When you find the support’s midpoint, click to place the seat.
At this point the bench seat is perfectly centered over the Leg Assembly.
Use the Orbit (O) tool to check the bench from different angles.
Check to make sure it fits and is centered properly. If necessary, make adjustments by realigning the midpoints.
Ctrl-click (Option-click) to select both the bench seat and the leg assembly, and then press G to create a new component named Bench.
In SketchUp world, you can apply color or materials to the faces of your 3-D objects. SketchUp materials are patterns that simulate the look of real-world materials such as concrete or wood, giving your models a more realistic appearance. Since none of the faces in your bench component have been painted with a color or material, you can paint the entire bench at once by dragging a color or material from the Materials window (Window → Materials) onto the component. However, in this exercise, you paint the different components individually to get a feeling for the way nested components work. You’ll see how you can open components for editing by double-clicking them or by using the Outliner window.
Here are the steps to apply a cherry wood material to the bench leg components.
A marquee box appears around the bench to show that you are editing a component. With one click you can select either the bench seat or the leg assembly. Remember, the bench legs and support are part of a component called the Leg Assembly.
Right-click (Control-click) the Leg Assembly and choose Edit Component.
The Edit Component command opens the Leg Assembly for editing. That means you can select the individual parts inside the component—in this case the bench legs and support. These parts are also components that group their individual edges and faces. A dotted bounding box appears around the component that’s open for editing. Objects that are outside of the component appear faded out.
Double-click one of the legs.
Double-clicking a component is the same as choosing the Edit Component command above; it opens the Bench Leg component, so you can edit the individual edges and faces. At this level, clicking selects a single edge or face.
Triple-click the leg to select all of its edges and faces.
You want to apply the cherry wood material to all the visible faces of the Bench Leg.
Open the Materials window (Figure 1-31) by choosing Window → Materials.
The Materials window opens, showing a square of material in the upper-left corner. Below are two tabs: Select, where you choose materials to apply, and Edit, where you can create your own custom materials.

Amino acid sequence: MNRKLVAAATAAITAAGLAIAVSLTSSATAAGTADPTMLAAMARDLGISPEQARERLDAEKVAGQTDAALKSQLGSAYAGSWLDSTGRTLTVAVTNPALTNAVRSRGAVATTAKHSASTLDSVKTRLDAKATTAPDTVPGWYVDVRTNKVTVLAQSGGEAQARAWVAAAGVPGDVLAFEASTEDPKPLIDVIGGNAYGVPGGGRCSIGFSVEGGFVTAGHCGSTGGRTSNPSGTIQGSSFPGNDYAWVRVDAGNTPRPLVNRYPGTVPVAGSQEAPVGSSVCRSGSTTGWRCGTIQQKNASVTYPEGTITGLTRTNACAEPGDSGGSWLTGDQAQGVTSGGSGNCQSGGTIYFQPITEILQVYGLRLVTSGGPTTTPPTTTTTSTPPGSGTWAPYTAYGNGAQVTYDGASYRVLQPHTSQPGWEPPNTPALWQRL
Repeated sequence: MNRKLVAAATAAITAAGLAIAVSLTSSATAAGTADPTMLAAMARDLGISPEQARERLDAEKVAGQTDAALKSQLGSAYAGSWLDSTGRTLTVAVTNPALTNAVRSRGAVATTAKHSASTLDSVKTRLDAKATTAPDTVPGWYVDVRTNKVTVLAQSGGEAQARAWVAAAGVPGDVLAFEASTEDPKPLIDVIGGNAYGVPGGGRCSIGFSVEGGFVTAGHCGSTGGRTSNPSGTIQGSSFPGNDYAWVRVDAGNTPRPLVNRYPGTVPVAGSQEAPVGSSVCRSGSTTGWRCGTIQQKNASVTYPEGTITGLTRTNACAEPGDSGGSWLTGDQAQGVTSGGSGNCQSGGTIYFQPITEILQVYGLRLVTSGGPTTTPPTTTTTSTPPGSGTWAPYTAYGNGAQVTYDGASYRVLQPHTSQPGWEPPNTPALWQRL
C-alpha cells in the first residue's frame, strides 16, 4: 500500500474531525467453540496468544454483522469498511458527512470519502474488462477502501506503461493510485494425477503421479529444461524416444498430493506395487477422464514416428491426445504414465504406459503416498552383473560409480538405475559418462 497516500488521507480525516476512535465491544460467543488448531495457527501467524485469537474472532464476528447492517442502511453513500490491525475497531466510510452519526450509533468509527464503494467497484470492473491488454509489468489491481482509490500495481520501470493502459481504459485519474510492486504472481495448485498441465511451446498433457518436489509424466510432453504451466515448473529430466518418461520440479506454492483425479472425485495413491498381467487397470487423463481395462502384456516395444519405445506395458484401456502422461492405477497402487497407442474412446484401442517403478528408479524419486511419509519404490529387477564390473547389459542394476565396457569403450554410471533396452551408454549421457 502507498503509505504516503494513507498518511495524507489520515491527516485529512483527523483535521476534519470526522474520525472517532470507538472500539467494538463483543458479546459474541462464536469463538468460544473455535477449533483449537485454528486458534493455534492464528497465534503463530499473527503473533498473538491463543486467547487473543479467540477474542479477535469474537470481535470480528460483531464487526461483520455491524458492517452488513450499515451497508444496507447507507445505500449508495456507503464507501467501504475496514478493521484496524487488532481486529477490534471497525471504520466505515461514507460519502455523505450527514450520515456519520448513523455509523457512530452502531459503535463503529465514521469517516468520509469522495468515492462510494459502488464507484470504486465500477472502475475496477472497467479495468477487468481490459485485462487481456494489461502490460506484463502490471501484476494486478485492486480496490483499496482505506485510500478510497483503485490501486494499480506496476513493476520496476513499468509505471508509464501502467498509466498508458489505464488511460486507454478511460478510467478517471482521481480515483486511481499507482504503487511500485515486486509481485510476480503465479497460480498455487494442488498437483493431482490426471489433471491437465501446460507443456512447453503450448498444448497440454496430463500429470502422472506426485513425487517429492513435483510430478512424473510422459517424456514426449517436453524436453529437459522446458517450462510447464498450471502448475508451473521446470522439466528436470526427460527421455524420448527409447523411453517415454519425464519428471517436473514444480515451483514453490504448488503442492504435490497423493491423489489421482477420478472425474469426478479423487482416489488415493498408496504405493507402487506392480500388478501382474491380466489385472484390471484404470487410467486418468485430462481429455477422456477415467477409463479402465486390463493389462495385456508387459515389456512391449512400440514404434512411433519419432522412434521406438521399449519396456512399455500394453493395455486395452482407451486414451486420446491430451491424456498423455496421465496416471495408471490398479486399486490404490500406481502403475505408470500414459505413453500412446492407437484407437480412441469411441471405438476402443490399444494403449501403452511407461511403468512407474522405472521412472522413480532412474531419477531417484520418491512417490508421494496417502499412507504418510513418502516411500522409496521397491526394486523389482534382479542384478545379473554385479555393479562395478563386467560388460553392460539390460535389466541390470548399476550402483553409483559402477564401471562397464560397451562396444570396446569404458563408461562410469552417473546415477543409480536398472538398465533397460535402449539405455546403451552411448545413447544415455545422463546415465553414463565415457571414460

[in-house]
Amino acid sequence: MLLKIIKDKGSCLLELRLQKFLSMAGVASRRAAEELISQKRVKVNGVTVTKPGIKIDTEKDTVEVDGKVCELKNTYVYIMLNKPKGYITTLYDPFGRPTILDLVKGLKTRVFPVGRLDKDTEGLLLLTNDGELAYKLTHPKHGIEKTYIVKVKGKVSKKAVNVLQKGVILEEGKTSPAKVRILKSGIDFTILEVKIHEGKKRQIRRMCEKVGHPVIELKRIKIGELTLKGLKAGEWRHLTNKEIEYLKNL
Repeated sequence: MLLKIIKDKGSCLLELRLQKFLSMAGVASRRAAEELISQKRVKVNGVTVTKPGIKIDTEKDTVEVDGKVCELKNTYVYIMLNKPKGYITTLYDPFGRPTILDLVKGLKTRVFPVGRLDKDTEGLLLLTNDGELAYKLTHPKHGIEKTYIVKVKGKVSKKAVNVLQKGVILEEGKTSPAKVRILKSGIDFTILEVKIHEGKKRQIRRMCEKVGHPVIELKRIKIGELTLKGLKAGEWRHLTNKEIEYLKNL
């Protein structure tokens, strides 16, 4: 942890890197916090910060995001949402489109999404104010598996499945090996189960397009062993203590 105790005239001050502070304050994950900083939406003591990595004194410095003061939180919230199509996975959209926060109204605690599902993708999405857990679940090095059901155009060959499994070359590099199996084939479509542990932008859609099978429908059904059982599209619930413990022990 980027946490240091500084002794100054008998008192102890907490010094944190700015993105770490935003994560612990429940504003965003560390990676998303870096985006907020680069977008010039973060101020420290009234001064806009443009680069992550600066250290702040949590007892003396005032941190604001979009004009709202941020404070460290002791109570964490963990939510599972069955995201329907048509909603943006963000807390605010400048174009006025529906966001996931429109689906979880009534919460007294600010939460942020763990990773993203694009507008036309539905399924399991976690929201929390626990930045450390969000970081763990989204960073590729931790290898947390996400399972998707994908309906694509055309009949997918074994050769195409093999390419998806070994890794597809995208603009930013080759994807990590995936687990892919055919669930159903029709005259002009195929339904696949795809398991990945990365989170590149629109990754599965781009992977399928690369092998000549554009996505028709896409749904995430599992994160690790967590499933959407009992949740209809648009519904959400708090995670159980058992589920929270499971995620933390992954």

Click the Select tab, and then choose Wood from the drop-down menu.
You see a palette of wood samples. Hold your cursor over a sample, and a tooltip appears showing the sample’s name.
Click a sample you want to use for your bench.
The Wood_Cherry_Original material is a good choice for outdoor furniture. After you select a material, your cursor becomes a paint bucket when it’s in the drawing area.
Click the selected bench leg.
SketchUp “paints” your bench leg with the material. Best of all, you have no messy brushes to clean up. In fact SketchUp paints both legs with the material, since the legs are both instances of the Bench Leg component. When you edit the component, it automatically changes every instance of the component.
Press Esc three times.
The first time you press Esc, you close the Bench Leg component. Press it one more time, and you close the Leg Assembly component. With a third Esc, you close the Bench component and you’re back where you started. Both your bench legs have the material you applied.
There’s another way to select components and apply materials. You can use the Outliner—the same tool you used to hide and show components. Choose Windows → Outliner to open the Outliner window (Figure 1-32). Just like the outline you write for a thesis, the Outliner shows which parts and components belong to larger components.
From the Outliner window, you can select a component like Support by clicking its name. Triple-click Support and you drill-down through the Bench and Leg Assembly components and open the Support component, selecting all the edges and faces, ready for editing. That’s a lot of action for a single click. You simply click your material in the Materials window and then click the support. To finish, also use the Outliner to apply a material to the Bench Seat component.
Now that your bench is complete (Figure 1-33), it’s a good idea to save it (File → Save). If you want to keep your finished bench separate from other exercise files, use File → Save As and give it a unique name.
If you’ve followed the steps up to this point, you have one snazzy-looking bench in your SketchUp world, but things around it look a little dull. You can fix that in a hurry by borrowing some components from the Components window (Windows → Components). Choose the Select tab, and then choose Landscape from the drop-down menu. Inside you find folders with names like Built Constructions or Exterior Furniture. Browse through the folders and drag out some additions to go along with your bench. You can find everything from arbors to picnic tables to water fountains. Experiment to see the wild variety SketchUp gives you, as in Figure 1-34. If you change your mind and want to remove a component, just select it and press Delete. If you’re really adventurous, you can double-click your way into some of the other components to see how they’re built.
Congratulations on building your first SketchUp model. Happy landscaping and exploring!